12. Gene Judge says:

    Over-the-moon happy to know that my messiness—of spirit and/or sewing room—is not a solitary condition. I only recently found that going into my often disastrous calamity of fabric, tools and arrangement, and "putting things away" is, for me, emotionally very soothing. And, when I have established some order, I get a bright idea for "what to stitch next."
    I gotta say you have achieved a certain courage to post those messy photos.
    I have a very creative and very productive friend whose sewing room is never messy—even when she’s working. She is an organizing, as well as a sewing, genius. (Her daughter describes this trait as "organizing everything right out of existence.) My friend’s environment is so ordered and maintained that she calls her space, not a "sewing room," but a "sewing studio." She sets a very high standard for creativity and order. I always thought EVERYONE—except me, of course—kept her sewing space in good, fine and remarkable order. So I am grateful and relieved to see that you and—apparently from the comments here–others who are skillful sewists, not bothered by transient messiness. Isn’t it nice we find calm in straightening it all out.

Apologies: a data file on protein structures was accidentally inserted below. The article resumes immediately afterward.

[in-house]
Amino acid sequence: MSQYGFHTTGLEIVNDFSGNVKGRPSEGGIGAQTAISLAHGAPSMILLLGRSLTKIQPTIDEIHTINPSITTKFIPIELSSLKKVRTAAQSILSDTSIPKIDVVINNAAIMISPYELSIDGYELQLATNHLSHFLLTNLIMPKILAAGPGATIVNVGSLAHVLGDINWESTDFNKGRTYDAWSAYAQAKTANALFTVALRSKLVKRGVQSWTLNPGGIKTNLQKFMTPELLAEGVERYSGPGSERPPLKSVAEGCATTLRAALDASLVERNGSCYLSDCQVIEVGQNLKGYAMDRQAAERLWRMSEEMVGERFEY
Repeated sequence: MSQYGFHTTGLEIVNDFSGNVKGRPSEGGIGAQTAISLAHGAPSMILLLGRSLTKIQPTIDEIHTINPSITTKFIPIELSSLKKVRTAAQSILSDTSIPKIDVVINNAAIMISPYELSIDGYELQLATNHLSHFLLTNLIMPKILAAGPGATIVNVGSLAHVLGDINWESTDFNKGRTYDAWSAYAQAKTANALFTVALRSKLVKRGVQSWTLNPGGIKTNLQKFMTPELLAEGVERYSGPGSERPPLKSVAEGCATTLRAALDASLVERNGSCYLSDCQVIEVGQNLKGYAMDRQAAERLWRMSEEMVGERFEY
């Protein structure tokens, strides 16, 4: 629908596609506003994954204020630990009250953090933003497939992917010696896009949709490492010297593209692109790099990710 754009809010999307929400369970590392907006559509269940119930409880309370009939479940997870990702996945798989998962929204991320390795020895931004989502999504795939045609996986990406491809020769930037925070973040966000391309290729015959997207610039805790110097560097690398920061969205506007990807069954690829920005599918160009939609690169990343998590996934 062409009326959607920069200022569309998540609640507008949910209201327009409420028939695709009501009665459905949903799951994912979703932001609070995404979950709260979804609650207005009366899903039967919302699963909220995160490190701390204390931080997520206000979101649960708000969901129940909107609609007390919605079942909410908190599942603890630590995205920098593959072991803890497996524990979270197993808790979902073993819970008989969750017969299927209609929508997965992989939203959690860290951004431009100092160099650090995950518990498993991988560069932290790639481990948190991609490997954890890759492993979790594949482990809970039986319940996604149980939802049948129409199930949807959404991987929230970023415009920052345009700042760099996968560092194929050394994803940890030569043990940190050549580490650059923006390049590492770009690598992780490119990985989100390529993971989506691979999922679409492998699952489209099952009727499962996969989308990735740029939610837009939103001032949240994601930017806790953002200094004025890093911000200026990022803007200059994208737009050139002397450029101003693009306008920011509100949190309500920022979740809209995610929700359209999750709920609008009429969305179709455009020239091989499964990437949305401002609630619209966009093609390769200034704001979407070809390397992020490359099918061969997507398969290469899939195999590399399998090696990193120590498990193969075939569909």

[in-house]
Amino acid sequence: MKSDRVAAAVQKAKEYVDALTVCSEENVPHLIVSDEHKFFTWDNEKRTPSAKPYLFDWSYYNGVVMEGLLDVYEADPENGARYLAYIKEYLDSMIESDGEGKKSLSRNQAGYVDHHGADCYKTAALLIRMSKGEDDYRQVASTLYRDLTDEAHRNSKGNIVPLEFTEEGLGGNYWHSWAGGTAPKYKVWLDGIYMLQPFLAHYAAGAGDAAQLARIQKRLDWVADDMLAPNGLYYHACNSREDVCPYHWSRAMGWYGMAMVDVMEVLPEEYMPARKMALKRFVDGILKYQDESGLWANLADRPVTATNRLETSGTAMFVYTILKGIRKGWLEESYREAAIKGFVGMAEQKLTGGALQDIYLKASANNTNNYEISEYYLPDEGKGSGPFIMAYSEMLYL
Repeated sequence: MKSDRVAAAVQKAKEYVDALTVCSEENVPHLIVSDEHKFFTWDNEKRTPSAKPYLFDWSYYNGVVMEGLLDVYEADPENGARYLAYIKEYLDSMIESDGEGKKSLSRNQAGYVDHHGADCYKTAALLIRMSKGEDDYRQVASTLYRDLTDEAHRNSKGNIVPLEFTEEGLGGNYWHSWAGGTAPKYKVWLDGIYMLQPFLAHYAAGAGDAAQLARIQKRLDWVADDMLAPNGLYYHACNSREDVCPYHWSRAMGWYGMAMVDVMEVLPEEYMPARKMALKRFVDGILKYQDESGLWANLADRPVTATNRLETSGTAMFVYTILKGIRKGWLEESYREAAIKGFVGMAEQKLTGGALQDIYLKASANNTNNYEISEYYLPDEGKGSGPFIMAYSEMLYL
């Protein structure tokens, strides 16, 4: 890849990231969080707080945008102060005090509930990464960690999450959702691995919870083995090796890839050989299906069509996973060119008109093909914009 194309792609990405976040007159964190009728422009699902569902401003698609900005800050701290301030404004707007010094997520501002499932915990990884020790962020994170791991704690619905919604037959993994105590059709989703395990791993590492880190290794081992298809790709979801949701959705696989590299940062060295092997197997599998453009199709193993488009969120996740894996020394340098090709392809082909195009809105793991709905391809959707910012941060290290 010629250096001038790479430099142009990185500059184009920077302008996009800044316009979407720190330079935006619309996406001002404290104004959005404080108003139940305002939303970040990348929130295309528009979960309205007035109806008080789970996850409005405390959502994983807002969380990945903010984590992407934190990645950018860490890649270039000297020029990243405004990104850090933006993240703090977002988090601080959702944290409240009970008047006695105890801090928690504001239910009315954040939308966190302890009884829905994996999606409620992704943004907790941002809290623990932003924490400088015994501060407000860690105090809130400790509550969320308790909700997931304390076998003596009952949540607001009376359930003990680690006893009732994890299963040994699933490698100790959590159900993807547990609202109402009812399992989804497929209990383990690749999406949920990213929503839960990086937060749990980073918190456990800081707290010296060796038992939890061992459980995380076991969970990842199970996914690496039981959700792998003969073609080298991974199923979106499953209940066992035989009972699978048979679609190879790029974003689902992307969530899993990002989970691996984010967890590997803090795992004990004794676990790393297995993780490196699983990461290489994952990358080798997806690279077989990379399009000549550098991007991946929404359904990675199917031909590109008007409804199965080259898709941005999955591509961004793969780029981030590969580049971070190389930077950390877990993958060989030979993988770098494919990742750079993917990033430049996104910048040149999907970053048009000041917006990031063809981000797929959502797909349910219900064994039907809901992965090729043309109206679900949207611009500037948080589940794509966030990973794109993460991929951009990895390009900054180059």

I so admire your work, Caroline. And your courage to talk about what matters most.